• Avoid harsh corrections. If your cat misbehaves, do not hit, holler or punish. You can say "no," but do so only to stop unacceptable behavior. Don't yell or scream. You can use a squirt bottle or air horn to stop your cat from scratching your furniture or drapes, but be careful not to link yourself with the correction. Hide the squirt bottle as you spray. You want your cat to think the drapes have a life of their own, that the drapes did the squirting. If the cat thinks you did it, it may be harder to foster a strong bond.

• Provide frequent play and exercise. Play with your cat several times each day using tossed toys, fishing pole toys, rolled balls or other interactive cat toys. By playing with your cat, you build a bond because the cat is thinking, 'when mom or dad is home, I have more fun.' This causes the cat to welcome you that much more. Avoid tug-of-war and other games that encourage aggressive behavior. Resist the temptation to roll your cat onto their back and rub his or her tummy. When you do that, you encourage the cat to use their claws and teeth on your hands. It seems like that's a lot of fun, but cats get overexcited and can become quite aggressive as a result.

• Touch with affection. Show your cat you care - stroke their fur, pat his head, scratch behind his ears, even gently squeeze his paws. Physical contact is a wonderful way to make your cat feel loved. However, avoid quick, jerky movements that might startle him.

• Hold your cat securely. Pick up your cat firmly, but gently, supporting their entire body. If you let their limbs dangle, your cat will resist and may struggle or bite you. Hold your cat by sliding your right hand between his front legs and around his upper body. Put your left hand under his rear end and around the outside of his body, pulling him into you so he feels secure. You want your cat to trust you; not as though you're going to drop them.

• Give your cat time. Some people buy a cat and want a best friend immediately. Bonding is not automatic. It may take a couple of weeks to bond with a kitten and several months to bond with an older cat. Go slowly and don't expect too much too fast.

You will have both good and bad days with your cat. Like people, now and then cats get grumpy, be patient and understanding. Treat your cat as a good friend and sooner than later, they be one.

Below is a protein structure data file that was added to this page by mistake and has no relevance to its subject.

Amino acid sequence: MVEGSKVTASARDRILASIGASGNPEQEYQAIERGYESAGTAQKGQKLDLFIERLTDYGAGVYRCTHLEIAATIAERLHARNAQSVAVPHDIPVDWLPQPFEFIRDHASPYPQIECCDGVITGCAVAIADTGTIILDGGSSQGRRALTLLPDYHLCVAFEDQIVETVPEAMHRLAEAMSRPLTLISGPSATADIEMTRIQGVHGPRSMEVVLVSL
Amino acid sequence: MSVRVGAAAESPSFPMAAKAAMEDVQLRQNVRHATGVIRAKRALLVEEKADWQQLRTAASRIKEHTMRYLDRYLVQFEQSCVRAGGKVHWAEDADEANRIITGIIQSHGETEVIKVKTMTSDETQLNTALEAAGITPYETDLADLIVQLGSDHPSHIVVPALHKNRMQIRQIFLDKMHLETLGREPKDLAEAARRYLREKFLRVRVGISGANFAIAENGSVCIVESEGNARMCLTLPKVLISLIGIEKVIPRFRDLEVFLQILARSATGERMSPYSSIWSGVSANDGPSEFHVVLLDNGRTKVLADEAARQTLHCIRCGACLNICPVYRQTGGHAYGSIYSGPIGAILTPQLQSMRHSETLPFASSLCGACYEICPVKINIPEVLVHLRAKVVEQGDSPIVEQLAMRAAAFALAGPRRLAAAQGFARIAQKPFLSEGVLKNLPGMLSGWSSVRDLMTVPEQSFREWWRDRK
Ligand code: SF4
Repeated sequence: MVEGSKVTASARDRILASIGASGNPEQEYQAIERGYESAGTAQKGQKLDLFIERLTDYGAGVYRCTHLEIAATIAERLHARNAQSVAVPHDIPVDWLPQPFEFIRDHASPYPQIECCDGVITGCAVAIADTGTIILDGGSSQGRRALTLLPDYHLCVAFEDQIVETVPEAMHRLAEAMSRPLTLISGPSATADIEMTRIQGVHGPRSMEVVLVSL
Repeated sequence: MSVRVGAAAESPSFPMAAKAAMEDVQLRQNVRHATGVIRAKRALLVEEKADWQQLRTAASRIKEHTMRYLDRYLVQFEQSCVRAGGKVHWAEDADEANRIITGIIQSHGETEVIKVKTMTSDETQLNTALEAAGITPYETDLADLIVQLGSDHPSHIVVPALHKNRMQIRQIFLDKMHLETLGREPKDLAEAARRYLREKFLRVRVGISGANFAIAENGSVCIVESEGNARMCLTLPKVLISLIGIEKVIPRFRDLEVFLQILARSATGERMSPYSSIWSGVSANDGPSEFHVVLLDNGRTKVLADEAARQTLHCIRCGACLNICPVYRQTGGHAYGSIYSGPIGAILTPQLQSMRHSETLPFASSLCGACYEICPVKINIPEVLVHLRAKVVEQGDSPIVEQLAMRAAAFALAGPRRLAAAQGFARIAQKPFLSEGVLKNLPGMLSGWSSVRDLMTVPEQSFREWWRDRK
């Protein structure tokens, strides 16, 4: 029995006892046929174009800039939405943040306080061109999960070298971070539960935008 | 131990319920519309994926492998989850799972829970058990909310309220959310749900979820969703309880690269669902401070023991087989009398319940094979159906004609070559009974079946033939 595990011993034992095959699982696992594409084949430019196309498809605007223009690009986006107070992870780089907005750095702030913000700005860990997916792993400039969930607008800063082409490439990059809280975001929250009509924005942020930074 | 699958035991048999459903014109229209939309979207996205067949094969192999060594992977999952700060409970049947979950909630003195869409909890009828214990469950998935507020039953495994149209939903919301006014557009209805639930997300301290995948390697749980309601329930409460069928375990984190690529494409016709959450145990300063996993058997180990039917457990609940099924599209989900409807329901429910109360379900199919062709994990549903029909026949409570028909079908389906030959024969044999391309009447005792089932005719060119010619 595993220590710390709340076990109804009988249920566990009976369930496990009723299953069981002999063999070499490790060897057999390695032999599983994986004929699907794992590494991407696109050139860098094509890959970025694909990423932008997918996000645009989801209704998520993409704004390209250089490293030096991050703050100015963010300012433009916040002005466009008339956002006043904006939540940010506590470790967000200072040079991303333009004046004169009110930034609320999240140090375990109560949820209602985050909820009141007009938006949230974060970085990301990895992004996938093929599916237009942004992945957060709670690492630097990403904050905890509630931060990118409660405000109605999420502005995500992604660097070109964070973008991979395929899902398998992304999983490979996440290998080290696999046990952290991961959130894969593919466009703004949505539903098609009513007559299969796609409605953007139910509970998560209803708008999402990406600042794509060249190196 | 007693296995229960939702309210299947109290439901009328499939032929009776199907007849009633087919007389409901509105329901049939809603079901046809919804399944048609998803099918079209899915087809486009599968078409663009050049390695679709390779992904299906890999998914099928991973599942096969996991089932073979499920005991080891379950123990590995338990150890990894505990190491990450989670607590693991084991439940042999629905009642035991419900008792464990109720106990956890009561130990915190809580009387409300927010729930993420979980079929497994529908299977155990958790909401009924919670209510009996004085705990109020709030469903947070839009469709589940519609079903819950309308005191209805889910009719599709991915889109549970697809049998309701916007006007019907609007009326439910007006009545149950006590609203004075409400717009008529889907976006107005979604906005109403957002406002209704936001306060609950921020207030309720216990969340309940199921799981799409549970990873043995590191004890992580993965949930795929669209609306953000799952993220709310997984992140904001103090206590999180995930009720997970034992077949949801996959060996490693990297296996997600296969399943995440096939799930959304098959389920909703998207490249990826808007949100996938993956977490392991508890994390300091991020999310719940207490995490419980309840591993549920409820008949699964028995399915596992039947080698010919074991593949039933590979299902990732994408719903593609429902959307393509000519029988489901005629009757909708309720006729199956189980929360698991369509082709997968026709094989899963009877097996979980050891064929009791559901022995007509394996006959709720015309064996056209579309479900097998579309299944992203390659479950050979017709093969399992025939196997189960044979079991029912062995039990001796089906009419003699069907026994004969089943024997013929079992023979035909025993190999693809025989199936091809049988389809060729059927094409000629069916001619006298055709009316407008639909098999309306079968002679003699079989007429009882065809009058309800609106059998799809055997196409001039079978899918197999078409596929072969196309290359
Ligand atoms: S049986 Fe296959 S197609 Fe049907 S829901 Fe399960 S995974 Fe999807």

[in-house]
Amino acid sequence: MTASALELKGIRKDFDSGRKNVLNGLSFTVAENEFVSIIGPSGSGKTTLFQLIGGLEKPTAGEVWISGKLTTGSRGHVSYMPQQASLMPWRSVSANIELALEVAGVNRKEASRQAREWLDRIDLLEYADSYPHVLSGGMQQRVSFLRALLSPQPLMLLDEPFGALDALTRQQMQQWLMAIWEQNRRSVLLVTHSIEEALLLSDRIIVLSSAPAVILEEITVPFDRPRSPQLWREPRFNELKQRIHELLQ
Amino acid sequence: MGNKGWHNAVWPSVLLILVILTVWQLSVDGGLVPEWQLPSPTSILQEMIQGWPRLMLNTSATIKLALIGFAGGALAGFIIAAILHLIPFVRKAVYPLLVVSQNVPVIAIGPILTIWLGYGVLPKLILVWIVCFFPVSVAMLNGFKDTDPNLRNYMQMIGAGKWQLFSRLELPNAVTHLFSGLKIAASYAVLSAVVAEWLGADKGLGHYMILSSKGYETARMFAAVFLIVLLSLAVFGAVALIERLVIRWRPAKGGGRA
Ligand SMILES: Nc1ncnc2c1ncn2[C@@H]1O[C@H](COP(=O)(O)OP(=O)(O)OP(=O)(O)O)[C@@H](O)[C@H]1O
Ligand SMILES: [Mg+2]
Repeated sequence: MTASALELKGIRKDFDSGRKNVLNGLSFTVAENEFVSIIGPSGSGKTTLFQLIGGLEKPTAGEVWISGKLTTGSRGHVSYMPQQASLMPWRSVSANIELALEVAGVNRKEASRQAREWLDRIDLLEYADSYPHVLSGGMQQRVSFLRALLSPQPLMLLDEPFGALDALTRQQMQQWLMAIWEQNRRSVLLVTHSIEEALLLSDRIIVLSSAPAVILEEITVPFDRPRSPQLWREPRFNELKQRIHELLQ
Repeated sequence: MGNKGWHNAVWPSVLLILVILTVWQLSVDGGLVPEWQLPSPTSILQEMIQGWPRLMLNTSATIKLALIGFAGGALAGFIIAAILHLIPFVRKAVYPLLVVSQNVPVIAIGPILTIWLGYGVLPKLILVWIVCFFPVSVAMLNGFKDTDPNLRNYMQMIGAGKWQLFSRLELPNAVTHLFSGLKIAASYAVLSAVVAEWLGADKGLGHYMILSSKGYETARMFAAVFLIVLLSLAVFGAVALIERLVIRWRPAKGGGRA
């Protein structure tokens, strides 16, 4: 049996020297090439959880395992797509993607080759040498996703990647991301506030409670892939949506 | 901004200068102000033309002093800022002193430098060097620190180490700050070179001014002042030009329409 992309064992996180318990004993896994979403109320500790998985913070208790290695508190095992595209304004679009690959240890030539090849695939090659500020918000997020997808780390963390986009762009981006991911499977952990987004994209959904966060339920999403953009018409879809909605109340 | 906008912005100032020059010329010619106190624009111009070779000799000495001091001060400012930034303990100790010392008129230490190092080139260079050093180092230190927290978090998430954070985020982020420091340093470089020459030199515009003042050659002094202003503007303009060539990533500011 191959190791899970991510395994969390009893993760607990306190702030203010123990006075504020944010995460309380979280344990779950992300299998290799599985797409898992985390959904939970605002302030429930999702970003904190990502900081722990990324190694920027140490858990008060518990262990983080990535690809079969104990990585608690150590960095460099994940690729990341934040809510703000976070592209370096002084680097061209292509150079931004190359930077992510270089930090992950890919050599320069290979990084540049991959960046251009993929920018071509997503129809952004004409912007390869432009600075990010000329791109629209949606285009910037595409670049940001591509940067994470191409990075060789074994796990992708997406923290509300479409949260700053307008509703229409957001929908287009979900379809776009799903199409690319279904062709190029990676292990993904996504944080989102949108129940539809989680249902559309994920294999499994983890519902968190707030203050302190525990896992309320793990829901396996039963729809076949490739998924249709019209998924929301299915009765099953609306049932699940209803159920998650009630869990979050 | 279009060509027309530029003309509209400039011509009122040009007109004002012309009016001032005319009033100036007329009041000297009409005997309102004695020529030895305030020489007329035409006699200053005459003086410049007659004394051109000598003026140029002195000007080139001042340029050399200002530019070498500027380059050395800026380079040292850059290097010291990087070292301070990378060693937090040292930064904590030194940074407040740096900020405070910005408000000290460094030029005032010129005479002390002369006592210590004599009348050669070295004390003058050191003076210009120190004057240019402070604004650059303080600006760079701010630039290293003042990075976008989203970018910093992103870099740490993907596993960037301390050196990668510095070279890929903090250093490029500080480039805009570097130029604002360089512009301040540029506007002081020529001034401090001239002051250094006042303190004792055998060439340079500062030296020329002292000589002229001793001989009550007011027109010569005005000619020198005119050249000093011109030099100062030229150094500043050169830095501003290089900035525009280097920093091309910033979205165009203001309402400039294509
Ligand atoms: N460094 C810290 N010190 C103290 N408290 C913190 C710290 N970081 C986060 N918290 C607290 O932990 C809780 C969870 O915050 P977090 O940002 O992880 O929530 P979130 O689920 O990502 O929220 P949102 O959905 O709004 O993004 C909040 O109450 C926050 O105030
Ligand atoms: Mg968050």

Cat Behavior and What It Means

Domestic cats are descendants of the African wildcat, and many of the characteristic behaviors of these ancestors are still exhibited by cats today. An understanding of the origin and purpose of such behaviors can help cat owners appreciate their feline companions more fully and lead to an enhanced human-animal relationship.

Social Behavior

Once thought to be a social animals, it is now recognized that domestic cats can form complex social groupings. Studies have repeatedly shown that they form territories or ranges in which they live and defend these from intruders. In stable situations, cat territories can overlap without overt antagonistic interactions.


The cat has three primary methods of communication: vocal, visual and olfactory. Vocal communication involves a variety of sounds that convey different messages. Visual communication involves the body posture and facial expressions. For example, the position of the ears, hair and tail can offer important information about the emotional state of the cat. Olfactory communication plays a very important role in communication. The deposition of scents via facial marking, anal secretions and urine marking is an important communication tool for the feline.

Sexual Behavior

Female cats are seasonally polyestrus, with peaks in the Northern Hemisphere occurring from January to March and again from May to June. If they are not bred, estrus will last about 10 days and the female will cycle every three weeks for several months. During estrus, the female will engage in increased activity, vocalizations and marking with urine and other glandular secretions. Crouching with rear end elevated and rolling are common body postures that a female may exhibit during estrus.